AP Sports Writer
PITTSFORD, N.Y. (AP) -- It's been a breakthrough season for Jessica Korda. The sky's the limit, it seems, on the eve of the LPGA Championship.
"It's something every girl dreams about -- to be a major champion," said Korda, who will tee off Thursday morning on the first round at Locust Hill Country Club in a threesome with Paula Creamer and top-ranked Inbee Park. "What better place to do it than here?"
Korda isn't likely to forget the stunning putt that made her a first-time winner on the LPGA Tour at age 18 and boosted her confidence into the stratosphere. In just her 16th start on tour, she rolled in a fast-breaking, 25-foot downhill putt for birdie to win the 2012 Women's Australian Open.
"There was just a roar behind me," Korda said. "It gives me goose bumps just thinking about it."
That she beat Stacy Lewis, Brittany Lincicome, Julieta Granada, So Yeon Ryu and Hee Kyung Seo in a two-hole playoff that matched the largest in LPGA Tour history was rather shocking. That it happened in Melbourne, where her tennis-playing father, Petr, won the 1998 Australian Open was mind-boggling.
Korda's initial reaction pretty much summed up the moment.
"I was standing next to Brittany and she was holding me up and telling me to breathe because I was pretty much turning purple," Korda said. "I was so excited that I forgot to breathe. I didn't even realize that somebody else had to putt. At that moment I was so overwhelmed with what I just did, and she was there to hold me up."
No need for that anymore.
Korda's game is solid. She has four Top 10 finishes in 10 events this season, she ranks seventh in the Solheim Cup standings, and she is tied for 11th in the race for player of the year. She also sports a birdie average of 4.31, second on tour only to Lewis.
"I definitely grew a lot -- as a person and as a golfer (after the victory)," said Korda, who tied for 25th at the first major of the year, the Kraft Nabisco Championship, in April. "The confidence from it -- the fact that I have my pro card for another three years, that's something I don't need to worry about -- is great.
"I had a bad first year out on tour. I barely kept my card. I was just happy to be playing, happy to just make the cut that week. The fact that now I knew that I had a set schedule, I was in all the majors and I could plan out my year was a huge comfort."
Park won the Kraft Nabisco to knock Lewis out of the top spot in the rankings. Lewis, who's been struggling somewhat of late, plans on treating the LPGA Championship as just another stop on the road.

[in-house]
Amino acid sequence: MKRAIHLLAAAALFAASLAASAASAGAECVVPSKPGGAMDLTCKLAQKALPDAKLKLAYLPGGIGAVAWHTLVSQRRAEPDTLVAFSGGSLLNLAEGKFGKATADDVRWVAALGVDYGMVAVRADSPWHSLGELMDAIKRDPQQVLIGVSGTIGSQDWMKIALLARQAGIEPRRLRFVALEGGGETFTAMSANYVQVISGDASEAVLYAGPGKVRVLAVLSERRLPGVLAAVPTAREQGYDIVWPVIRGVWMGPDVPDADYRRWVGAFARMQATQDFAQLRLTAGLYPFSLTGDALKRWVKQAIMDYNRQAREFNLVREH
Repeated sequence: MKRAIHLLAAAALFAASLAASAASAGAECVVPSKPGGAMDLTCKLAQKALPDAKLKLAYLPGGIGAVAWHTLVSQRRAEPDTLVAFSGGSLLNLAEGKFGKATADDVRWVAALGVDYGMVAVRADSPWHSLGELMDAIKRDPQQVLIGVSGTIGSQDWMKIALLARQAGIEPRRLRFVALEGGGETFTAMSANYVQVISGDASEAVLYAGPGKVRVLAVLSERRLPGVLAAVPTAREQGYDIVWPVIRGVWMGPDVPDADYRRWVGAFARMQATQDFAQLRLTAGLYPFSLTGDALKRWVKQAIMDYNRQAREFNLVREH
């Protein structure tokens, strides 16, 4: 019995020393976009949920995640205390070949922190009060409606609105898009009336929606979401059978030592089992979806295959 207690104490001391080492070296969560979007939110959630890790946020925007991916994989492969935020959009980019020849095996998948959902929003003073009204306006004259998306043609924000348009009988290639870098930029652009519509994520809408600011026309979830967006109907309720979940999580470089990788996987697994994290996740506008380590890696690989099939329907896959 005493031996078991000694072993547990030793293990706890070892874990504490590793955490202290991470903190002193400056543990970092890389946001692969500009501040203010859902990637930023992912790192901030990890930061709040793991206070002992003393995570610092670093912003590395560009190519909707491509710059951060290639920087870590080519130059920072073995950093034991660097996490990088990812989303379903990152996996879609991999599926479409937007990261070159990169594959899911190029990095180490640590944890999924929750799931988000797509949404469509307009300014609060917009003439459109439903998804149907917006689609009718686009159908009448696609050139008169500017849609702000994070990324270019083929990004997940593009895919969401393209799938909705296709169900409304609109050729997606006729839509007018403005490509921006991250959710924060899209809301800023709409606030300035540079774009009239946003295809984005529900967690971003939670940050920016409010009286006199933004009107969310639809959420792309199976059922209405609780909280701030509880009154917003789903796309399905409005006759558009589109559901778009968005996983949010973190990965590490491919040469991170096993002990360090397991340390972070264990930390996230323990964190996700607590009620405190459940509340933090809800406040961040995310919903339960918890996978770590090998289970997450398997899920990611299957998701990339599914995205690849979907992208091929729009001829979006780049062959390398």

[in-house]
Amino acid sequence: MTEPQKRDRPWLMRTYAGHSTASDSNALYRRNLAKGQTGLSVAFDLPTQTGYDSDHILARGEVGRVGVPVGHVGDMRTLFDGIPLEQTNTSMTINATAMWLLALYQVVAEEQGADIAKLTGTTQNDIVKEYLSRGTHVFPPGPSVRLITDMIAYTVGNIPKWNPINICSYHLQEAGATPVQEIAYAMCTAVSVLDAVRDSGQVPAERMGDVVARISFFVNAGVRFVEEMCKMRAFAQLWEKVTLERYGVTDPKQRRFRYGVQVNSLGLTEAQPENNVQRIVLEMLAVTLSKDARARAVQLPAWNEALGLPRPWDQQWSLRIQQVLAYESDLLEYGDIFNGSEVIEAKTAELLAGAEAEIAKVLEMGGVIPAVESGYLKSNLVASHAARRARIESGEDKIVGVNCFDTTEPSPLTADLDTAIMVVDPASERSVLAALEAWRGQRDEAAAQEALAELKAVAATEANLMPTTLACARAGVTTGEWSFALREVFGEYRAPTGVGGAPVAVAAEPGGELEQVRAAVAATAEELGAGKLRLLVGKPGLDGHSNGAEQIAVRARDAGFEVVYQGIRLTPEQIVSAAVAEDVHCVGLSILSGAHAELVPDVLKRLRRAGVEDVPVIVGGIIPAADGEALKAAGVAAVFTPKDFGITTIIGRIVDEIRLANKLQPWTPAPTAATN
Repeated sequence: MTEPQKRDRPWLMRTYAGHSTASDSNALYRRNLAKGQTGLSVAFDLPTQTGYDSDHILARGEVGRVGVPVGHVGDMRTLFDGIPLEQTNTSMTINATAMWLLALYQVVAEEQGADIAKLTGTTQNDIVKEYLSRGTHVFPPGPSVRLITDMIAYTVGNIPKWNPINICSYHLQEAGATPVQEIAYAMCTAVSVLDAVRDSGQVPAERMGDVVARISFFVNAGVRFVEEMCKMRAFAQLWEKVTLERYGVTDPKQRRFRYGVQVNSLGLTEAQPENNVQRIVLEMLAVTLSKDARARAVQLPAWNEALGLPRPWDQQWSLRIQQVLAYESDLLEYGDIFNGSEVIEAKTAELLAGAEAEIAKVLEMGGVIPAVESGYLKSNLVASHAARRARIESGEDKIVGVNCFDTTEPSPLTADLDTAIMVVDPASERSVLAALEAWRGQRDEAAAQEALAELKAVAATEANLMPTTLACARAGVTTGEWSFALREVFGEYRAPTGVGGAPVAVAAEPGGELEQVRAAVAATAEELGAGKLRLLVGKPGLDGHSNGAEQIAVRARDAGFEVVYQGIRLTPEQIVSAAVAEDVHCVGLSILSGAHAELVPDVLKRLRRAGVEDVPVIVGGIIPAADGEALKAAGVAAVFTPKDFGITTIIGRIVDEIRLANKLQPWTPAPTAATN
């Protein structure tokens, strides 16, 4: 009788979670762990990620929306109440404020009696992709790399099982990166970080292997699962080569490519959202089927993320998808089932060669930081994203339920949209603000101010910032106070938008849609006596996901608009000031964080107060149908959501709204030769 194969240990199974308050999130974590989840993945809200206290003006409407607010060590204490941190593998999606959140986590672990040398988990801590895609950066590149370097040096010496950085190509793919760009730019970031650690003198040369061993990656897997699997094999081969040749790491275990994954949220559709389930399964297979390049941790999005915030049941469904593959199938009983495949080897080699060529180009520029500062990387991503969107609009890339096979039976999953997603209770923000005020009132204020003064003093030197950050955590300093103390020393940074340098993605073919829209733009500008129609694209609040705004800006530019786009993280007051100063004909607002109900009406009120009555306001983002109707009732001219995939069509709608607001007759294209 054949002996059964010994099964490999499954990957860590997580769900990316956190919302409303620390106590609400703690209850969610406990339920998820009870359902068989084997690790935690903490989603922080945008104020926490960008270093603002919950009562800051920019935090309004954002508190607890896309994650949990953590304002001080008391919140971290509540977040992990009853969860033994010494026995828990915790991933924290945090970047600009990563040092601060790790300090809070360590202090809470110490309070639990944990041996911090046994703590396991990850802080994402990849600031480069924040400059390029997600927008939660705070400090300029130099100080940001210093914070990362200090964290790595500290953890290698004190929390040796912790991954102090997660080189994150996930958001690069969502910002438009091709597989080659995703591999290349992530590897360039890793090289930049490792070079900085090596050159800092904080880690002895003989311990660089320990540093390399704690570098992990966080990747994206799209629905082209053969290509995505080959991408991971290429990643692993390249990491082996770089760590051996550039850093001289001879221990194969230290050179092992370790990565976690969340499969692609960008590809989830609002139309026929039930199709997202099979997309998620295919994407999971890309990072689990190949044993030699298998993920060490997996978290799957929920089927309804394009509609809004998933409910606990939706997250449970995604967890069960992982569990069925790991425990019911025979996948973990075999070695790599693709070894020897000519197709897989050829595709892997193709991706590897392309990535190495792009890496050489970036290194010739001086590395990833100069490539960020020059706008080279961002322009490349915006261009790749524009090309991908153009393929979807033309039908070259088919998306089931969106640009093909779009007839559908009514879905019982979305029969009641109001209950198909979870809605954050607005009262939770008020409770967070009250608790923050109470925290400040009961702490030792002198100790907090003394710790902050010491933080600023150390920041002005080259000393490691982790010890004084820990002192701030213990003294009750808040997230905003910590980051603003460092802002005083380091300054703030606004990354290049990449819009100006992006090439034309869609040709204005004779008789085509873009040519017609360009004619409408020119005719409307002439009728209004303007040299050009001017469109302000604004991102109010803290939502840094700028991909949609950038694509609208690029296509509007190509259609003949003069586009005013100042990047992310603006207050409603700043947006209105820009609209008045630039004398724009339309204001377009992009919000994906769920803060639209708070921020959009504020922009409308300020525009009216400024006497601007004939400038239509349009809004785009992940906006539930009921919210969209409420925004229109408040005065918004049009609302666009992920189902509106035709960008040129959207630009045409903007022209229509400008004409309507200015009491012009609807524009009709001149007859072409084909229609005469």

"People (prepare differently for a major), but I try not to because I think when you start doing things different, that's when you are going to mess yourself up," said Lewis, the top-ranked American. "I don't like going to majors early and playing the golf course or anything like that. I just like to learn it that week.
"You have to do what works every week and not treat it any different."
Still, it is different, and the players especially seem to feel it at Locust Hill -- even a 20-year-old budding star.
"It's the people around here that make it feel like a major. You get treated so well. It's overwhelming the love that you feel," Korda said. "For any golfer to play a major, you just feel different when you walk out to the first tee. The atmosphere is so different. You try to bring your 'A' game. I think it brings out a little different player in you."
Shanshan Feng is the defending champion at Locust Hill. She became the first Chinese player to win an LPGA Tour title and a major event when she rallied a year ago for a two-shot victory over Japan's Mika Miyazato. And Feng appears primed to defend the title, after finishing second on Sunday to Karrie Webb in the ShopRite Classic.
"I think I'm ready," Feng said.
The last eight major champions have been Asian-born. Lewis, the last non-Asian major winner, is hopeful of breaking that string in a field that includes the Top 10 players in the Rolex Rankings and the Top 50 on the money list.
"I think more than anything my game sets up for majors," Lewis said. "Hit it pretty straight, hit a lot of greens. I'm a grinder. I don't give up. I think that's what always kind of keeps me in contention."